DENVER – Just as the drama from one public relations headache subsides, another arises for the AHL’s Colorado Eagles. A little over six months removed from the news that the Eagles and CEO Martin Lind essentially held the Kelly Cup ransom over a dispute concerning ECHL exit fees, Colorado now has a whole new set of problems after disturbing revelations from a former player.
As The Sin Bin reported Wednesday, a Wall Street Journal article chronicled a 2011 incident where former Eagles defenseman Akim Aliu was portrayed in blackface at a Halloween party by current equipment manager Tony Deynzer. Colorado issued an open apology to Aliu through social media, and Deynzer has been placed on “an administrative leave of absence” by the Colorado Avalanche organization pending the outcome of an investigation, which is underway.
The two stories gaining national media attention for the Colorado Eagles come from two very different places. There is a wide chasm between an organization’s dispute over transfer fees and a glaring instance of racial insensitivity. The former highlights a specific grievance held by an organization and its owner, while the latter shines the spotlight on a larger problem in the sport of hockey — that of systemic racism.
RACISM AN ISSUE AT ALL LEVELS
Bill Peters resigned as Calgary Flames head coach in late November after admitting he had used a racial epitaph towards Aliu when both were a part of the AHL’s Rockford IceHogs during the 2009-2010 regular season. Four Chicago Blackhawks fans were ejected from a game in February 2018 for using racial slurs to taunt Washington Capitals forward Devante Smith-Pelley, who is African-American. Lastly, from my own personal media coverage and experience, an Idaho Steelheads booster club member shared with me that racial remarks were shouted at then-Idaho defenseman Zachary Yuen during road games in the 2015-16 season (Yuen is of Canadian-Chinese descent).
These fairly recent examples of racist behavior in hockey happened at the top three levels of the North American pro hockey system (NHL, AHL, and ECHL). No doubt, they are a small sample of many tales, both told and untold, of bigoted action from staff, fellow players, and fans towards hockey players who don’t happen to be white.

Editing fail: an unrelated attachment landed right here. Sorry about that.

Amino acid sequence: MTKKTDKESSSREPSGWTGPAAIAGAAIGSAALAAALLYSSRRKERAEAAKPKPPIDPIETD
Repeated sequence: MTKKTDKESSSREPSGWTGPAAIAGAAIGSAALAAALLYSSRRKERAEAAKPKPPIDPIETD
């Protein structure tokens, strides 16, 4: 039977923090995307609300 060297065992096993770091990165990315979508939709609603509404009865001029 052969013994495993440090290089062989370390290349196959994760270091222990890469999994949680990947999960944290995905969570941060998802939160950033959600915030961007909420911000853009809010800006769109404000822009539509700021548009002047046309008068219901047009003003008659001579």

HOCKEY HARDLY A KALEIDOSCOPE OF RACE
The sport of ice hockey is notorious for having a large majority of white players — be it of the American, Canadian, Russian, or European variety. Such non-white pioneers like Willie O’Ree and Grant Fuhr paved the way for black, modern-day skaters like P.K. Subban, Seth Jones, and Wayne Simmonds. Current players of Latino (Auston Matthews and Al Montoya) and Middle Eastern descent (Justin Abdelkader, Nazem Kadri, and Brandon Saad) should also be included, as well.
Whether down in the early stages of minor ice hockey or at the highest level of play in the NHL, there will be minorities of different races, cultures, and countries playing there. The antiquated notions held by hockey personnel regarding non-white players are being brought into the light more and more each day. The NHL is putting forth an effort with its “Hockey is for Everyone” campaign, where the goal is simple:
“We believe all hockey programs – from professionals to youth organizations – should provide a safe, positive and inclusive environment for players and families regardless of race, color, religion, national origin, gender identity or expression, disability, sexual orientation and socio-economic status.”
In spite of the mission behind “Hockey is for Everyone”, cringe-worthy moments are still being brought to the attention of the press and public alike as players step out of the dark with their stories. Aliu isn’t the first, and sadly, probably won’t be the last to come forward with an account of racial insensitivity in the world of hockey. The goal now is — whether as personnel, players, journalists, fans, or anyone else involved in the sport — to broadcast and truly live out the desire for inclusion at all levels of hockey. We cannot allow people to further a narrative of hatred and bigotry in a sport — and a world — that is so much better than any excuse for exclusion.